Season your food with a healthy mix of spices to balance your doshas within your body.  These spices include pepper, cinnamon, cumin, fennel, cardamom, nutmeg, rock salt, asafoetida, coriander, cloves, fenugreek, etc. Adding a dash of lemon to the cooked dishes will quickly satisfy the sour taste.

Ayurvedic Cooking : According to the Season

When it comes to how to cook the food that is the most nourishing to us, it depends on how you cook it according to the different times of the year. During certain times of the year, certain elements are dominant in the environment and you need to support your body to maintain its balance.

For example, in the summertime, we already have a lot of heat in the environment. Therefore, you need not necessarily eat ‘hot’ foods. Hot foods mean overly-cooked food and spicy food. Since your body’s digestive fire or Agni is already at its peak and it is the season where Pitta dosha is more dominant, you can have more power to digest raw food. This is the time for you to consume cooling foods, raw salads, and smoothies.

On the other hand, during cold season Vata dosha is dominant. During this time, you might need sweet and warm cooked food. Raw foods are not digested well during this season and a vata-pacifying diet is recommended. This is the time for you to consume warm soothing soups with sweet root vegetables.

Likewise, during the spring season, your body needs a jumpstart or a push in the right direction to revive its energy. This is the time when Kapha dosha is dominant in the environment. Eating light foods that are fresh is recommended. Since your digestive fire also tends to be low, you can also indulge in physical activity more and enjoy nature walks, Yoga and biking at this time.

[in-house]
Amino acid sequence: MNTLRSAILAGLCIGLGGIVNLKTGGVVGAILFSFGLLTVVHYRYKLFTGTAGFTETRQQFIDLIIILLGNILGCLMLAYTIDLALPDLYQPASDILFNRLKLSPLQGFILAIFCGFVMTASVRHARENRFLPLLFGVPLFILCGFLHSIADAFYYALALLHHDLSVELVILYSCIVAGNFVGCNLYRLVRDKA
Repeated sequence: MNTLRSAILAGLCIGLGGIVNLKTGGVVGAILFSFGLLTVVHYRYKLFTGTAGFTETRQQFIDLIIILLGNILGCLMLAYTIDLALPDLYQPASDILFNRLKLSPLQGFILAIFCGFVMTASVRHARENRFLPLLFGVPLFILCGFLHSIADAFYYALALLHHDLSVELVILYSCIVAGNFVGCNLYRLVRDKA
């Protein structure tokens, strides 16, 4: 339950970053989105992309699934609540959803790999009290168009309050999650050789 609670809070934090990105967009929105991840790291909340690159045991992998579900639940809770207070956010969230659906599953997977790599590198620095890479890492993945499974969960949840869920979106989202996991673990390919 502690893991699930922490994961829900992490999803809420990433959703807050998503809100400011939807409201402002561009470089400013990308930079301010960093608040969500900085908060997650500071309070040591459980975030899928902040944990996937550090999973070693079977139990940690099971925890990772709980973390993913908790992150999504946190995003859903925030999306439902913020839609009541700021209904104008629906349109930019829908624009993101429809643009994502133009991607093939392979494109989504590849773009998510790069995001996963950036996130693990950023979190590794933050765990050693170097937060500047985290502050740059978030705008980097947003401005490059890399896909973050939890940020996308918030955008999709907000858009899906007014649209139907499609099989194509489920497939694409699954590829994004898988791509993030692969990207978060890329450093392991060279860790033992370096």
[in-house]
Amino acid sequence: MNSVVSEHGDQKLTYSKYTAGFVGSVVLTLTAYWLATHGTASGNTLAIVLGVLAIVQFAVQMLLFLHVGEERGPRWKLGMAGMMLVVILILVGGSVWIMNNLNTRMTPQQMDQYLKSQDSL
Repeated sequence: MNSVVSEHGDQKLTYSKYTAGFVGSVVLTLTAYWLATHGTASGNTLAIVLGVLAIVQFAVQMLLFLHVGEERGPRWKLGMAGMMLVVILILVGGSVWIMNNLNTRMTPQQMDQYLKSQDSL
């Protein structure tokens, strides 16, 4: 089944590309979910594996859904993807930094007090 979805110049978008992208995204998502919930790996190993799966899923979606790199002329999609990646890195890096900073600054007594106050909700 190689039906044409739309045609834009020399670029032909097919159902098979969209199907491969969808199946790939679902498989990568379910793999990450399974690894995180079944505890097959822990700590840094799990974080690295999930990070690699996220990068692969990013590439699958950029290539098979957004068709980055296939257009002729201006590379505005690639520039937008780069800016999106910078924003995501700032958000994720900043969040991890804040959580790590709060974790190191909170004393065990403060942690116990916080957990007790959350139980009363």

Ayurvedic Pantry and Kitchen Staples

The staple ingredients in an ayurvedic kitchen include whole grains, basmati rice, lentils or dhals, vegetables, ghee, coconut oil, olive oil, and healthy spices. According to Ayurveda, your meal should contain a substantial portion of vegetables. Cooking the vegetables by sauteing them in ghee with spices is the right way to go about it.

First saute spices like turmeric, asafoetida in ghee or coconut oil to draw out the volatile spices and taste. This has the maximum therapeutic value.

Keep Your Digestive Fire or Agni Strong

Use ingredients such that it stimulates your Agni and metabolizes food easily. Again, here spices like ginger, black pepper, clove, etc. are the need of the hour. You can also sip warm water or herbal teas for this purpose. Lassi or buttermilk is also a potent digestive aid after a heavy afternoon meal.

Food For Thought

In a nutshell Ayurvedic cooking is as close as possible to your grandmother or great-grandmother’s kitchen. That means, say no to processed foods, sugar and junk food. Devote time to a home-cooked meal and prepare it in a conscious, loving manner.

The ancient Vedic texts state that your body is built around two main principles – the food that goes into your mouth and the words that come out of your mouth.

Healthy Cooking – Healthy Food – Healthy Thoughts is the ripple effect of sustaining healthy families, communities, and societies.